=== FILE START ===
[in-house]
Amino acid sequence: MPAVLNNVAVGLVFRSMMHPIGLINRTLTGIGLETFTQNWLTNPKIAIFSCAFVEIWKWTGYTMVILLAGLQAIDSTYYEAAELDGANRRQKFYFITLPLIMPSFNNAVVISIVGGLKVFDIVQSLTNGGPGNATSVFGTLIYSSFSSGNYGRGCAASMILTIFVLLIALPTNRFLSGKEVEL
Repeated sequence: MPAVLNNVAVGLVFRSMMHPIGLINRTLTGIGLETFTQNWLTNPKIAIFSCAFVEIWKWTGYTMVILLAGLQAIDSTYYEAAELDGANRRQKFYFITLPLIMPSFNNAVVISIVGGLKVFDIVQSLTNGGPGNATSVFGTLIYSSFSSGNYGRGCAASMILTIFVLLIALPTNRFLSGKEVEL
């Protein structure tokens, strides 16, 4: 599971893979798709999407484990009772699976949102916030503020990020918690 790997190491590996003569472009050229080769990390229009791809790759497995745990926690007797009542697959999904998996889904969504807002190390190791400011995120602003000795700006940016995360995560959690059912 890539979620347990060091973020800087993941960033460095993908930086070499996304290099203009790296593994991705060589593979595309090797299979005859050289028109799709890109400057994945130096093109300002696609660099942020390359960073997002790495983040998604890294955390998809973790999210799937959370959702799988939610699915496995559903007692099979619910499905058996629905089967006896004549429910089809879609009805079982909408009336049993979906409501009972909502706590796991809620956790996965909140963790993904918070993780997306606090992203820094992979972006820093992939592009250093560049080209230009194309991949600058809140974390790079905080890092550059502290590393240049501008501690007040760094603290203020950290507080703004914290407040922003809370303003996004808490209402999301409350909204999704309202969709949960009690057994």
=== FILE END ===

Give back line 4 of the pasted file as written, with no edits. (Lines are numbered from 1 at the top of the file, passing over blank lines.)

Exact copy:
């Protein structure tokens, strides 16, 4: 599971893979798709999407484990009772699976949102916030503020990020918690 790997190491590996003569472009050229080769990390229009791809790759497995745990926690007797009542697959999904998996889904969504807002190390190791400011995120602003000795700006940016995360995560959690059912 890539979620347990060091973020800087993941960033460095993908930086070499996304290099203009790296593994991705060589593979595309090797299979005859050289028109799709890109400057994945130096093109300002696609660099942020390359960073997002790495983040998604890294955390998809973790999210799937959370959702799988939610699915496995559903007692099979619910499905058996629905089967006896004549429910089809879609009805079982909408009336049993979906409501009972909502706590796991809620956790996965909140963790993904918070993780997306606090992203820094992979972006820093992939592009250093560049080209230009194309991949600058809140974390790079905080890092550059502290590393240049501008501690007040760094603290203020950290507080703004914290407040922003809370303003996004808490209402999301409350909204999704309202969709949960009690057994």